Madame Luella Boyer

Madame Luella Boyer:
Everett’s Pioneer African-American Businesswoman

By Margaret Robe Summitt

Luella Ruth Brown Boyer, probably the first African-American businesswoman in Everett, arrived here about 1902 with her husband John C. Boyer. Soon after they arrived, their marriage broke up, and Luella supported herself and her adopted daughter Esther Marie as a hairdresser, styling herself “Madame Boyer,” and later established a salon in Everett’s theater district.

Luella Ruth Brown was born in either October 1868 or September 1869 in Keosauqua, Van Buren County, Iowa, to Lewis and Elizabeth (Henderson) Brown. Her parents had come from Missouri to Van Buren County in about 1864. Lewis Brown traced his family lineage to the first 20 slaves brought to Jamestown, Virginia, in 1619. Elizabeth Henderson Brown performed housework for white families, including several lawyers. Her son Samuel Joe Brown, Luella’s younger brother (1875-1950), fulfilled his mother’s dream that he would become a lawyer and went on to a distinguished career as an attorney and civil rights leader. Her mother’s dreams for her children likely also inspired Luella. Both parents, however, were dead by about 1889. Samuel Joe Brown, Lawyer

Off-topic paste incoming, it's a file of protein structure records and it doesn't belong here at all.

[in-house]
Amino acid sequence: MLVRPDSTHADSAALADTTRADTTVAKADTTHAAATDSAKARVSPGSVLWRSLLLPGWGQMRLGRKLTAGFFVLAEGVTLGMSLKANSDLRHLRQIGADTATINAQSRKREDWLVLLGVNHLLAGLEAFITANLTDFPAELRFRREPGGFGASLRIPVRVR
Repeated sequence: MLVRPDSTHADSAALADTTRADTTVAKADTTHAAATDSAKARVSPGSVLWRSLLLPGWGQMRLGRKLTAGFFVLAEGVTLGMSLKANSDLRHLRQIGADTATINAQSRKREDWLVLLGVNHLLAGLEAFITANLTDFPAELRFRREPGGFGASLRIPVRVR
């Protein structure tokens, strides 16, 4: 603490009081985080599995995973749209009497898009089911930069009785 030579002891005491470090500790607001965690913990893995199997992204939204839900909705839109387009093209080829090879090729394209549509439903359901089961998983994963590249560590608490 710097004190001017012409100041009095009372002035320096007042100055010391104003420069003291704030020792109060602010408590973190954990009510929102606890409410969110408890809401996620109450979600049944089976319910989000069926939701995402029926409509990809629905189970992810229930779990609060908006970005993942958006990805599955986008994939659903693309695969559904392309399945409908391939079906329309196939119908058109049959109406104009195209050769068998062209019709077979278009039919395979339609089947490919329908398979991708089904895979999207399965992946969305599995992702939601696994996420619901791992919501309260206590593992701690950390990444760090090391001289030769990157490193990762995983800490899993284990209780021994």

More information is needed about Luella’s life between the ages of 12 and 26; i.e., between her appearance in the 1880 Census and her first marriage around 1896 to John C. Boyer. She was 25 years younger than her first husband. Born in 1844 to free blacks in Clinton County, Pennsylvania, John C. Boyer moved westward with the frontier seeking business opportunities as a barber, and likely networked with black barbers in the East. He worked in Dakota Territory and in Kansas, and possibly met Luella in Iowa. By 1900 the couple, now married, was living in Lewiston, Idaho. Two years later they arrived in Everett.

Around the time they came to Everett, John and Luella Boyer legally adopted baby Esther Marie. Polk’s 1902-03 Everett Directory lists John as a traveling salesman–probably of hair care products—and Luella as the proprietress of a ladies’ hair emporium at 2928 Colby Ave.; this address was also their residence. After this John C. Boyer disappears from Polk’s Everett Directory. He turns up again in the 1920 Census for Seattle; nonetheless Luella, in the 1910 Census, maintained the polite fiction that she was a widow.

As a single mother in a new town, Luella, however, was not without resources. She must have turned to John Boyer’s business connections, and to her own schooling. The Polk’s Directory entries for the years 1902 through 1912 show how she established and expanded her business:

1902: Boyer, Mme. Luella, ladies’ hair emporium, 2928 Colby Ave., residence same. John C. Boyer, a traveling salesman, res 2928 Colby.

1903: Boyer, Mme. Luella, ladies’ hair emp, 2928 Colby Ave., res same.

1904: Listed in the business section of Polk’s Directory under Hair Goods: Boyer, Mme. Luella, 2928 Colby Ave., Everett.